A wintery walk on the wild side

Hedgerows laden with berries are a draw for robins, thrushes, redwings and fieldfares at this time of year - and watch out for animal tracks in the landscape while out walking. By Tom Hibbert, The Wildlife Trusts.

A robin on a branch with snow and berries

Photo by: Mark Hamblin

Winter is a wonderful time for a wildlife walk. From the outset it feels like an adventure; the invigorating icy air, the crunch of frost beneath your boots as you cross a sea of glittering grass. Setting out into this Arctic arena, you could be forgiven for thinking there’s no wildlife around, that surely all sensible creatures are curled up in some warm and cosy hideaway. But before long, the wild world will reveal itself.

The first sign of life is often a musical one, as the softly flowing symphony of a robin’s song breaks the silence of the wintery morning. One of the few birds to sing throughout winter, the melancholic beauty of the robin’s voice hides an aggressive undertone. This is a declaration of dominance, staking claim to a territory that can sometimes be defended to the death. Look around and you might spot the bright red breast of this most festive of our feathered friends, adding a splash of colour to the winter landscape.

A feast of fruit

Hike along a hedgerow and you’ll notice that some branches still host a buffet of berries. There are the bright red hips of dog rose, the bruise-dark sloes of blackthorn and the gleaming scarlet clusters of rowan berries. This free feast of fruit is irresistible to roving flocks of thrushes, which migrate to the UK each autumn to escape the colder winters of Scandinavia, Iceland and Eastern Europe.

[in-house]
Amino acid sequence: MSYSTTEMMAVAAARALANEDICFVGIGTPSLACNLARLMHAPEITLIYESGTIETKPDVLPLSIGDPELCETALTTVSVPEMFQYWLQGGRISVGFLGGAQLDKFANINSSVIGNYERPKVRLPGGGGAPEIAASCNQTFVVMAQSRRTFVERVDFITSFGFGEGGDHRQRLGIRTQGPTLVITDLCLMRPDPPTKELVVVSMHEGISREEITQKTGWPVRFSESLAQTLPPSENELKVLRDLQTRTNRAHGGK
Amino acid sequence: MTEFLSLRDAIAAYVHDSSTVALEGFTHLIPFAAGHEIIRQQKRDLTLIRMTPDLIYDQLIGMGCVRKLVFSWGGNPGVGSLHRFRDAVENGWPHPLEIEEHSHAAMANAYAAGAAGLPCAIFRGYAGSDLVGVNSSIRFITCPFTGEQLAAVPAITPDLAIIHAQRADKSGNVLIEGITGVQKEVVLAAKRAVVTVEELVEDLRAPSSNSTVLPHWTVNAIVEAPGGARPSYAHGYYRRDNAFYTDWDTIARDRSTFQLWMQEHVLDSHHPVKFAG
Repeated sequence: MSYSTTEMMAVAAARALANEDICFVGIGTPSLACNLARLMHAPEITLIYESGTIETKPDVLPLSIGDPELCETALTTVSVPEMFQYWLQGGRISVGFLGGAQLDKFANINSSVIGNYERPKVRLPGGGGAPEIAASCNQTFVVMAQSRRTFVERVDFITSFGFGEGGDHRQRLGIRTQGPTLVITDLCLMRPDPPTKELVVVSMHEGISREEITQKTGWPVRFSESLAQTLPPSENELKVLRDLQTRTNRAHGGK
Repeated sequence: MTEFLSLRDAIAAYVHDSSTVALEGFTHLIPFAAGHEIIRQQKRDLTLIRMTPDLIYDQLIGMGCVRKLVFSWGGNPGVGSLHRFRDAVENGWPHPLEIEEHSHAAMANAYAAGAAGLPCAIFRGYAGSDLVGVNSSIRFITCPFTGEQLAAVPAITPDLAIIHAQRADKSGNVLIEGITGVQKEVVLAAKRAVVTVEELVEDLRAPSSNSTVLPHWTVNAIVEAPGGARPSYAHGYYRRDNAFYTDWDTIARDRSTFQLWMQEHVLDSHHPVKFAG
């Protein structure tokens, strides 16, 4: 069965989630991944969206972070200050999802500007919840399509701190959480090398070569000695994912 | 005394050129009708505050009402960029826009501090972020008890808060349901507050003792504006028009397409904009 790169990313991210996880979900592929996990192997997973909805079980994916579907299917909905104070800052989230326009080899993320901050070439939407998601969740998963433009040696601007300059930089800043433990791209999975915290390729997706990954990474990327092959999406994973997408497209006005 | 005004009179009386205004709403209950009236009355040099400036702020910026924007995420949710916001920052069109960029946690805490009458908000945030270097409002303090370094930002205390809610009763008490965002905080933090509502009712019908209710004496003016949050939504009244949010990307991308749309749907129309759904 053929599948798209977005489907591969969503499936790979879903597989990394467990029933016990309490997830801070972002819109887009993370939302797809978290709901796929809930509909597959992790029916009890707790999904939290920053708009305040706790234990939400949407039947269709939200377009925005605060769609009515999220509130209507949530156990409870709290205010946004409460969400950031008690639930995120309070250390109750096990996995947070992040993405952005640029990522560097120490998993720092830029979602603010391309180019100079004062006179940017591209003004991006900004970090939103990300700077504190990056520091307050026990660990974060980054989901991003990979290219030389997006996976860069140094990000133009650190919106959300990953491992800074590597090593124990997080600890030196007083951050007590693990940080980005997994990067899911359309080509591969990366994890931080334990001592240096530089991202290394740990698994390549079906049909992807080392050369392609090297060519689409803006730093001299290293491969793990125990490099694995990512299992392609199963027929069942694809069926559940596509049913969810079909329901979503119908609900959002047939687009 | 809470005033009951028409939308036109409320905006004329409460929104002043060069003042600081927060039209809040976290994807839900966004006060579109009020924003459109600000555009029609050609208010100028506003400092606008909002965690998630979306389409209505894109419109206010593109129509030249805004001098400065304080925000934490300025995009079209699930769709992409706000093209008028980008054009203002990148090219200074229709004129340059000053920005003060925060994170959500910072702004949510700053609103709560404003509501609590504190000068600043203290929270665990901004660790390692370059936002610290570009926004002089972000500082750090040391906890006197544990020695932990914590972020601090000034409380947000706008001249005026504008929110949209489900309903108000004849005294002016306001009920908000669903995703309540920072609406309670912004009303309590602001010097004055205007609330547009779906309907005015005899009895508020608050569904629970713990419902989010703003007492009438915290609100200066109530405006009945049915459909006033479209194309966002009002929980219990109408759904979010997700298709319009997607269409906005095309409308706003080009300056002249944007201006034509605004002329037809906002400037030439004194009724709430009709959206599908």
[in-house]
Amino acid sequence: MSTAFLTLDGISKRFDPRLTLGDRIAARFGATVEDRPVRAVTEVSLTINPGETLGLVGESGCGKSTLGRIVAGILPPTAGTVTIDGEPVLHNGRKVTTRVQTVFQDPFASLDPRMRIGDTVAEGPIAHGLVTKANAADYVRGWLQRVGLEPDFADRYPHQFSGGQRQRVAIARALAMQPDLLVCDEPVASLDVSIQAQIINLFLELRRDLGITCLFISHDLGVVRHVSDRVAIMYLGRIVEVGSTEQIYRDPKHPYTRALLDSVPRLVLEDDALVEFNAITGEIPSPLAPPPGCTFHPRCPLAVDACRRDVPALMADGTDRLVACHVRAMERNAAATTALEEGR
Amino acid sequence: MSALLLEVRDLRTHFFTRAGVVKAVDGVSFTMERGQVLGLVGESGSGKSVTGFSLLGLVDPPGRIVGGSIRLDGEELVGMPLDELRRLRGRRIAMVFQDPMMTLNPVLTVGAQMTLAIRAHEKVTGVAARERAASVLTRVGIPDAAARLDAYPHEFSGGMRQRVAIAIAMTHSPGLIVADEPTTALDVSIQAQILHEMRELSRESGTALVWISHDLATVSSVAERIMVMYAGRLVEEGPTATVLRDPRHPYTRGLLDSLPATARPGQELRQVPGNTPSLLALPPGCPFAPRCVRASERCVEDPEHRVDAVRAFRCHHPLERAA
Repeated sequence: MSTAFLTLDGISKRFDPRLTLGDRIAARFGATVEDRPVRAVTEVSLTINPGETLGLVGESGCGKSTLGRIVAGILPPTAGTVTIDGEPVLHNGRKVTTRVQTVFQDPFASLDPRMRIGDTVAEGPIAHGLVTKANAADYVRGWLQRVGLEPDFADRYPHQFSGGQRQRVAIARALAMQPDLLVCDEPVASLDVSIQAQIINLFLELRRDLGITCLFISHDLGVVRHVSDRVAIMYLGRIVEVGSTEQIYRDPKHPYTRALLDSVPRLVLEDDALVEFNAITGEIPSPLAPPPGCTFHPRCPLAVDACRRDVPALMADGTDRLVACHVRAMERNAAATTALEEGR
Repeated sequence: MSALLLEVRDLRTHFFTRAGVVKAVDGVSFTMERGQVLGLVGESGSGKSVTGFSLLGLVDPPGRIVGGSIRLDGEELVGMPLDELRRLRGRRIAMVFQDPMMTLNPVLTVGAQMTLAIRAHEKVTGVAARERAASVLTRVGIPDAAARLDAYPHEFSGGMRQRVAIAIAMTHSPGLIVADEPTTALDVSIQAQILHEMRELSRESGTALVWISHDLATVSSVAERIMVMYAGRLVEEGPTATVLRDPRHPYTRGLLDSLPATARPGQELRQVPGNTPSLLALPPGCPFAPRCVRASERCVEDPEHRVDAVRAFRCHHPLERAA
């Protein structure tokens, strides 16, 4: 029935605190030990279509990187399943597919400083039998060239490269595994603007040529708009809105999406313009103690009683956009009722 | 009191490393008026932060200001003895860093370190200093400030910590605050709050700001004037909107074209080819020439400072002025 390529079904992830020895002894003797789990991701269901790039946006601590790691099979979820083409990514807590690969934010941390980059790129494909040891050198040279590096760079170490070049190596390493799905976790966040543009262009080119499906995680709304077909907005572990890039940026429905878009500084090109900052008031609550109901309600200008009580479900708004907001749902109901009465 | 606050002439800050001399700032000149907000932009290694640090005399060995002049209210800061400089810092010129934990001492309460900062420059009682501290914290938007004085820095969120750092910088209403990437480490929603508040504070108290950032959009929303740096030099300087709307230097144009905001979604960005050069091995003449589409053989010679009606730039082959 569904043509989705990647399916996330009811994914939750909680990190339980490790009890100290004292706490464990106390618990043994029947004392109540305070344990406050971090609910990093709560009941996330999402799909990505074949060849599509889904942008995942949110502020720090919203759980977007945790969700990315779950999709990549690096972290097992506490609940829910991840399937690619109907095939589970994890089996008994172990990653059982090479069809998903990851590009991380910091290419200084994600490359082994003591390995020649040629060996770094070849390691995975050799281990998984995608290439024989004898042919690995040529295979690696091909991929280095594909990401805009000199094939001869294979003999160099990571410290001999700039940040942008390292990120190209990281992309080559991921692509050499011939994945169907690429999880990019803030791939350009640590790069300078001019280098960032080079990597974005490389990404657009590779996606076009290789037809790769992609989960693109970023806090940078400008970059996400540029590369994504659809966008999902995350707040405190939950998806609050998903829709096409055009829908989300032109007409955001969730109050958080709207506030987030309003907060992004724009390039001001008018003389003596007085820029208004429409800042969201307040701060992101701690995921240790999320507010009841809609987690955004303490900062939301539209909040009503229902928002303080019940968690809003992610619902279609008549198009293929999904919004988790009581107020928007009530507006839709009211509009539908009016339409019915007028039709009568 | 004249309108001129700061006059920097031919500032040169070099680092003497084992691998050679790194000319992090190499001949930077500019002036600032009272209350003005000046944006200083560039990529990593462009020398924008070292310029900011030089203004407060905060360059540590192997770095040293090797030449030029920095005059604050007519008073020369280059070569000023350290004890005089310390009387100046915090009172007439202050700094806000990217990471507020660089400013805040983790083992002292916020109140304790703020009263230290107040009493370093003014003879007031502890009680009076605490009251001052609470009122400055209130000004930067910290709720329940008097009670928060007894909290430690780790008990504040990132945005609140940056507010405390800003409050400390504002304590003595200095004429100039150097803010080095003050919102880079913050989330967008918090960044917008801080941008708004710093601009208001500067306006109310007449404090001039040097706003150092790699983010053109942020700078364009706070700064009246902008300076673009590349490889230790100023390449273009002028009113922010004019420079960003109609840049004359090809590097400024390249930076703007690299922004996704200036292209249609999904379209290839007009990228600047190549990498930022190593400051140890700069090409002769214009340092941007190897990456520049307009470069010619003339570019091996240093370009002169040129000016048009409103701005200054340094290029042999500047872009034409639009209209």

As well as the familiar blackbirds, song thrushes and mistle thrushes, there are two more colourful visitors to spot. Look out for redwings, their humble hues of brown and cream offset by a blazing rust-red patch on each flank, and the larger fieldfares, resplendent in a blue-grey hood, chestnut cloak and ochre bib above the snow-white feathers of their belly. As winter progresses, they often venture into increasingly urban surroundings in their search for sustenance.

A small bird on a branch with red berries around

Photo by: Richard Steele

Finding footprints

But not all winter wildlife is as easy to see. Just as waymarked trails lead us through the wilderness, animals walk paths of their own, and this is rarely more evident than in winter. A fresh blanket of snow is the best canvas, but a rain-soaked patch of mud can still reveal the secret ways of our nocturnal wanderers. The broad, five-toed pads of a badger or the doglike prints of a fox betray the presence of these mysterious mammals. Neither species sleeps away the coldest season like some of their smaller cousins, but badgers do spend more time below ground as females prepare for a winter birth.

A small footprint in the snow

Photo by: Amy Lewis

As with any season, the more time you spend outside, the more wildlife you’re likely to see. So wrap up warm, grab your waterproofs and embark on your next winter adventure! 

For more inspiration, check out The Wildlife Trusts’ guide to seeing winter wildlife.

The Wildlife Trusts is a grassroots movement of people from a wide range of backgrounds and all walks of life who share a common set of beliefs and want to achieve a world where people are close to nature, and land and seas rich in wildlife.

Magazine of the Ramblers